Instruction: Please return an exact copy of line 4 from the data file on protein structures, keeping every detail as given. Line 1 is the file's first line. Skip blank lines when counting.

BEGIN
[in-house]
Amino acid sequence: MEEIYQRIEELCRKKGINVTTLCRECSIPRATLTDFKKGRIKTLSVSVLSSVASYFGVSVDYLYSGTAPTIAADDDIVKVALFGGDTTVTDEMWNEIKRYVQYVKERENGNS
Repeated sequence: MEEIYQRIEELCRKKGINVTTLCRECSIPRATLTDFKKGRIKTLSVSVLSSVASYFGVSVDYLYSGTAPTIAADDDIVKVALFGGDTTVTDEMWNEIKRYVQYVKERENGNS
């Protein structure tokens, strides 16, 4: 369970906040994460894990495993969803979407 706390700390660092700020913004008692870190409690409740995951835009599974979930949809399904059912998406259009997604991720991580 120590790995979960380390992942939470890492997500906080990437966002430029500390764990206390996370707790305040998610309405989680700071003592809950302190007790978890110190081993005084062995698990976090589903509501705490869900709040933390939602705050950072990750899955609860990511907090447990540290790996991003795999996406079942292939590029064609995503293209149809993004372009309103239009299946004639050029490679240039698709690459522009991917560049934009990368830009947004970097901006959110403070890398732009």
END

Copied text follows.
């Protein structure tokens, strides 16, 4: 369970906040994460894990495993969803979407 706390700390660092700020913004008692870190409690409740995951835009599974979930949809399904059912998406259009997604991720991580 120590790995979960380390992942939470890492997500906080990437966002430029500390764990206390996370707790305040998610309405989680700071003592809950302190007790978890110190081993005084062995698990976090589903509501705490869900709040933390939602705050950072990750899955609860990511907090447990540290790996991003795999996406079942292939590029064609995503293209149809993004372009309103239009299946004639050029490679240039698709690459522009991917560049934009990368830009947004970097901006959110403070890398732009």